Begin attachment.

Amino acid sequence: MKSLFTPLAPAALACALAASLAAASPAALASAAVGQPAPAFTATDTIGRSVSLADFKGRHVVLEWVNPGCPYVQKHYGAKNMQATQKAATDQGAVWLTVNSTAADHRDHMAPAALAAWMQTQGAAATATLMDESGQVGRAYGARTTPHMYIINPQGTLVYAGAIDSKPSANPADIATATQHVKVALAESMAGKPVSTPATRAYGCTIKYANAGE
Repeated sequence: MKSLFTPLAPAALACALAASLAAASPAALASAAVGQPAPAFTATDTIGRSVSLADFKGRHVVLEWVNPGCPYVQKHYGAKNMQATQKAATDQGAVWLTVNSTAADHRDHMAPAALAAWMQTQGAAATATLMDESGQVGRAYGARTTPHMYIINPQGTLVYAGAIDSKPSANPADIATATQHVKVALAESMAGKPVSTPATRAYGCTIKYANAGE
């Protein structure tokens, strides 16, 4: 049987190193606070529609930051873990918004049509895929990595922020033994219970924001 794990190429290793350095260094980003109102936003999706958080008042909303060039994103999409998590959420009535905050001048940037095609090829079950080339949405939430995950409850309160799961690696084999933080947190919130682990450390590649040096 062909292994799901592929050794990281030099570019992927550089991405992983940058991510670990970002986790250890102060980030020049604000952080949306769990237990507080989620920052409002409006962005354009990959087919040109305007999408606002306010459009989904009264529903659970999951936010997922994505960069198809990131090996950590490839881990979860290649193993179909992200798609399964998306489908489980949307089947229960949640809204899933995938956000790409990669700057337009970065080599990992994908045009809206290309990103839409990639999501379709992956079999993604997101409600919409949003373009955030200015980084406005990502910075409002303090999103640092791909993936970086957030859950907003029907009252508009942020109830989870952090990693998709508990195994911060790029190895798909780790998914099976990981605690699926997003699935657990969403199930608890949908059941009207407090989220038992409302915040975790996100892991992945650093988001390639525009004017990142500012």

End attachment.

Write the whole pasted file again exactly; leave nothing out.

Amino acid sequence: MKSLFTPLAPAALACALAASLAAASPAALASAAVGQPAPAFTATDTIGRSVSLADFKGRHVVLEWVNPGCPYVQKHYGAKNMQATQKAATDQGAVWLTVNSTAADHRDHMAPAALAAWMQTQGAAATATLMDESGQVGRAYGARTTPHMYIINPQGTLVYAGAIDSKPSANPADIATATQHVKVALAESMAGKPVSTPATRAYGCTIKYANAGE
Repeated sequence: MKSLFTPLAPAALACALAASLAAASPAALASAAVGQPAPAFTATDTIGRSVSLADFKGRHVVLEWVNPGCPYVQKHYGAKNMQATQKAATDQGAVWLTVNSTAADHRDHMAPAALAAWMQTQGAAATATLMDESGQVGRAYGARTTPHMYIINPQGTLVYAGAIDSKPSANPADIATATQHVKVALAESMAGKPVSTPATRAYGCTIKYANAGE
């Protein structure tokens, strides 16, 4: 049987190193606070529609930051873990918004049509895929990595922020033994219970924001 794990190429290793350095260094980003109102936003999706958080008042909303060039994103999409998590959420009535905050001048940037095609090829079950080339949405939430995950409850309160799961690696084999933080947190919130682990450390590649040096 062909292994799901592929050794990281030099570019992927550089991405992983940058991510670990970002986790250890102060980030020049604000952080949306769990237990507080989620920052409002409006962005354009990959087919040109305007999408606002306010459009989904009264529903659970999951936010997922994505960069198809990131090996950590490839881990979860290649193993179909992200798609399964998306489908489980949307089947229960949640809204899933995938956000790409990669700057337009970065080599990992994908045009809206290309990103839409990639999501379709992956079999993604997101409600919409949003373009955030200015980084406005990502910075409002303090999103640092791909993936970086957030859950907003029907009252508009942020109830989870952090990693998709508990195994911060790029190895798909780790998914099976990981605690699926997003699935657990969403199930608890949908059941009207407090989220038992409302915040975790996100892991992945650093988001390639525009004017990142500012």